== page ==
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Breaking down the quarterback deals

Posted by Albert Breer  July 25, 2010 10:47 AM

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As I said in the story, for the player, $20 million is $20 million. But for the teams that money looks very different against an $80 million cap than it does against a $100 million cap. And if the owners expect to win out in the CBA battle, then spending huge money in the current climate is something that could cost them later on. Particularly when that money is impossible to get back, like signing-bonus money would be.

Generally, a team might commit 10-13 percent of its salary cap (though Manning has at times played by different rules) to its franchise quarterback. It's much harder now to come up with hard figure for what that'll be in the future.

... And then, there's the owners' and players' positions in all this.

While you hear wildly varying things about how much this affects these talks (some say not at all, others say a lot), the fact remains that the Robert Kraft is among the league's leading owners and Tom Brady is one of the union's 90 player reps and one of just five quarterbacks in the group (Kyle Orton, Chad Pennington, Charlie Batch and Matt Hasselbeck are the others ... though Drew Brees holds a higher position in the PA).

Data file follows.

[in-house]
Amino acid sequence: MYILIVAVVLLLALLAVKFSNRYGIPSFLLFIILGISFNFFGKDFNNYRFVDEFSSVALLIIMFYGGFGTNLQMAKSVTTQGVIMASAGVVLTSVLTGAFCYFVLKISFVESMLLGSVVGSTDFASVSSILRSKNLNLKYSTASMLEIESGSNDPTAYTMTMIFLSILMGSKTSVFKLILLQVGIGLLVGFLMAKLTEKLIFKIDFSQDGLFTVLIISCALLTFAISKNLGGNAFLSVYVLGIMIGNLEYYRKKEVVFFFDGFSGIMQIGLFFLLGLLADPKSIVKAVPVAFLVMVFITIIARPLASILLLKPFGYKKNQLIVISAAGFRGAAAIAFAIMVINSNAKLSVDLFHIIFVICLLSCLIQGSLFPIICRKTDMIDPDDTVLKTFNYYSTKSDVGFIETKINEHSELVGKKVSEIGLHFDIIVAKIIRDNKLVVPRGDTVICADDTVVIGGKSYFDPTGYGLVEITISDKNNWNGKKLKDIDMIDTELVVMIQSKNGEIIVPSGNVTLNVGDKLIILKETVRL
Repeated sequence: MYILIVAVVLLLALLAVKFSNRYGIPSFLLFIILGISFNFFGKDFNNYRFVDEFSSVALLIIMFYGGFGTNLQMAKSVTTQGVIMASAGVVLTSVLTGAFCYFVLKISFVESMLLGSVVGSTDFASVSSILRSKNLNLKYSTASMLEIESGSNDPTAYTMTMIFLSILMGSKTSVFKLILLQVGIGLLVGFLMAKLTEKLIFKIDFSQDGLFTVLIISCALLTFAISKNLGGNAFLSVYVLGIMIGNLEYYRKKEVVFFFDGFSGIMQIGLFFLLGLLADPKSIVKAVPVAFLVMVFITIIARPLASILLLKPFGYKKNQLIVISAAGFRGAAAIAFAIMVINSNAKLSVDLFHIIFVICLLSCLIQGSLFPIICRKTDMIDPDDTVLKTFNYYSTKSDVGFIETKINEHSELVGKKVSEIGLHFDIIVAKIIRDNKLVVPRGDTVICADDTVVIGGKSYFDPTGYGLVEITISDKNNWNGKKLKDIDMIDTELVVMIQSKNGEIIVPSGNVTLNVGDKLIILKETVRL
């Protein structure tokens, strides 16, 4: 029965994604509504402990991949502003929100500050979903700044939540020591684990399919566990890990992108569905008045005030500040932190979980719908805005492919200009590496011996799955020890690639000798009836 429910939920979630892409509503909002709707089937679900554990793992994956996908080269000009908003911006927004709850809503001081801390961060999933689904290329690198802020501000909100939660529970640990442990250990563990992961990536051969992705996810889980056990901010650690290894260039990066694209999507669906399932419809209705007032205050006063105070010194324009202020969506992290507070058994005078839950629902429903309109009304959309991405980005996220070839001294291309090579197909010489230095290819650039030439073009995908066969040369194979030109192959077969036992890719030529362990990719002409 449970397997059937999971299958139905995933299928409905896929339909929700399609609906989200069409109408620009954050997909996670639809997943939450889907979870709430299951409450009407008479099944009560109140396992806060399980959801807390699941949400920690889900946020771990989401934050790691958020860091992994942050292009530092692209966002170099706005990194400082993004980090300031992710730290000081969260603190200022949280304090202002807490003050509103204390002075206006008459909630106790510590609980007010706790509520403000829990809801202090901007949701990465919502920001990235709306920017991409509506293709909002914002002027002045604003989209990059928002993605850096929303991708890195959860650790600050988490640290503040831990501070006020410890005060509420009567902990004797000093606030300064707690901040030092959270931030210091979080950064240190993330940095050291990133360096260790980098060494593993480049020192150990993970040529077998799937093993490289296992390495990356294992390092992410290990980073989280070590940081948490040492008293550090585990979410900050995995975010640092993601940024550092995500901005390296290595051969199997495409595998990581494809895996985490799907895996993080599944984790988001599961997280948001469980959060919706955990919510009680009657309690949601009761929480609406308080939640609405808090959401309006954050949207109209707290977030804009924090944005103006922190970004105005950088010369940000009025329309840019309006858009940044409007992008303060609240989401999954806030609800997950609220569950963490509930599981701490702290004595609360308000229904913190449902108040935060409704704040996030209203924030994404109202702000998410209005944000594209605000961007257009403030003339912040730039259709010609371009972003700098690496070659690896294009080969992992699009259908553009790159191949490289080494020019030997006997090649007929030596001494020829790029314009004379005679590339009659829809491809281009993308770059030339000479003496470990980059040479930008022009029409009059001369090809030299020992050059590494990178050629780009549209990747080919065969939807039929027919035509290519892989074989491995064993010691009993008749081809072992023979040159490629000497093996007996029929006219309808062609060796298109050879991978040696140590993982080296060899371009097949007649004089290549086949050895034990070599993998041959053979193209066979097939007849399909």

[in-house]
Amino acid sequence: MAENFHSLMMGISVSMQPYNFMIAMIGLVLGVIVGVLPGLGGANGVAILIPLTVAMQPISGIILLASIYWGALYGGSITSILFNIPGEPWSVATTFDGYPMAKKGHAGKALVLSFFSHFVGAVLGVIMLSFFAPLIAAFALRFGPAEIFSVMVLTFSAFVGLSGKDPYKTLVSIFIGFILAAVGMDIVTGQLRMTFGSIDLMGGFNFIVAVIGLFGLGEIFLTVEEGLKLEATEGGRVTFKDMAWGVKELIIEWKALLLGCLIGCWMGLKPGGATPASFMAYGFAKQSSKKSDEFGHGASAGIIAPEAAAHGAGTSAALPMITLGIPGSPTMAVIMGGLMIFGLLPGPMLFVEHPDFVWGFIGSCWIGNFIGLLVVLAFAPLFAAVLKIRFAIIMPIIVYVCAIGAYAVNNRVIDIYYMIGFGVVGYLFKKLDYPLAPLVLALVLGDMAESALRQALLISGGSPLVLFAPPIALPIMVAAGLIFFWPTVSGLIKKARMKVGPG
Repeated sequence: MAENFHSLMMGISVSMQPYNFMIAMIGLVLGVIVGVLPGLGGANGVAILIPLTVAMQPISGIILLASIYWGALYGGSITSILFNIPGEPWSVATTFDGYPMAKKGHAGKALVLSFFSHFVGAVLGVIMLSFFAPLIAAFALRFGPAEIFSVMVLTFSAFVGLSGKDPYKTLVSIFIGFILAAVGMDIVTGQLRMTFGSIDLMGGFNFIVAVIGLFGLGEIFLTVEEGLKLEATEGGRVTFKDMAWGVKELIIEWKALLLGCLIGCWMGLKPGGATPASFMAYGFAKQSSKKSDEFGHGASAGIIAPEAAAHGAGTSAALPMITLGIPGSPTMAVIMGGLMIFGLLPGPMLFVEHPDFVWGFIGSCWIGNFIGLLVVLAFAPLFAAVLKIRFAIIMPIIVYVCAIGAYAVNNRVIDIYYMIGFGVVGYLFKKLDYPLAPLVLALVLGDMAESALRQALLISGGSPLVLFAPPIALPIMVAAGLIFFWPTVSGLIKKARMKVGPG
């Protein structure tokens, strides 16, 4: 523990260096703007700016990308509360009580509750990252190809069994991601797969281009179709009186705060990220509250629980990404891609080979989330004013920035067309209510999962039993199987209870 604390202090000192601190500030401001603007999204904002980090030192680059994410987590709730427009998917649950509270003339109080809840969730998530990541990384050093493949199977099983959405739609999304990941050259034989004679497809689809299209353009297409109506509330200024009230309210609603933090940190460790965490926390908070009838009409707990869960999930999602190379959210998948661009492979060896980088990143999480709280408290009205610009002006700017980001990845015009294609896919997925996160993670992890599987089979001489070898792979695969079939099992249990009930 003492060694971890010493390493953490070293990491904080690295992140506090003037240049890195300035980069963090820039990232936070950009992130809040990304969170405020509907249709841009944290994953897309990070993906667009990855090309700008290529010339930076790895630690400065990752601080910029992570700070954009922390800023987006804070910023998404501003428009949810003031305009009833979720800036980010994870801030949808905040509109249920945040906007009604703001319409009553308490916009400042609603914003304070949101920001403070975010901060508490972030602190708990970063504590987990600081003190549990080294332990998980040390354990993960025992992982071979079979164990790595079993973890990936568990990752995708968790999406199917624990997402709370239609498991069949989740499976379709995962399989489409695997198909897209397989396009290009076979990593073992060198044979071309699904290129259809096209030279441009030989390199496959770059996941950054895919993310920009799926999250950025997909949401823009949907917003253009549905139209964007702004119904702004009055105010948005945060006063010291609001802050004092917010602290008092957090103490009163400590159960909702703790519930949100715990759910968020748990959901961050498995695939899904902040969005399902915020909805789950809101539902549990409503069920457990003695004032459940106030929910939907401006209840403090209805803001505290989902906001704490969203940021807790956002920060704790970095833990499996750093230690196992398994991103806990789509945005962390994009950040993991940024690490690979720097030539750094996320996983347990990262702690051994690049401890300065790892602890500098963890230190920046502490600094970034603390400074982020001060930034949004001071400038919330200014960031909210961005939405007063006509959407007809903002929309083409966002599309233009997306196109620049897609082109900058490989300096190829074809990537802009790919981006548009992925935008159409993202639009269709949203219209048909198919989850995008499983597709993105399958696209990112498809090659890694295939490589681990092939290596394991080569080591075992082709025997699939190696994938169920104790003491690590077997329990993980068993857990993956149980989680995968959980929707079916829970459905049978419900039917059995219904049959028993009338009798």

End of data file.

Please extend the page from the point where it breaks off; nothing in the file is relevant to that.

No matter how you look at it, big deals for these quarterbacks undermines the argument that the current system is broken, and a franchise quarterback making contractual compromises wouldn't reflect well on the union.

So that's where we stand. Brady and the Patriots have had talks over the course of the last year. But things aren't close, and once the games get started, it's going to become that much harder to get a deal done.

Will Brady be franchised in February 2011? Will he go into the lockout without a contract?

For now, it's a real distinct possibility.
News, analysis and commentary from Boston.com's staff writers and contributors, including Zuri Berry and Erik Frenz.

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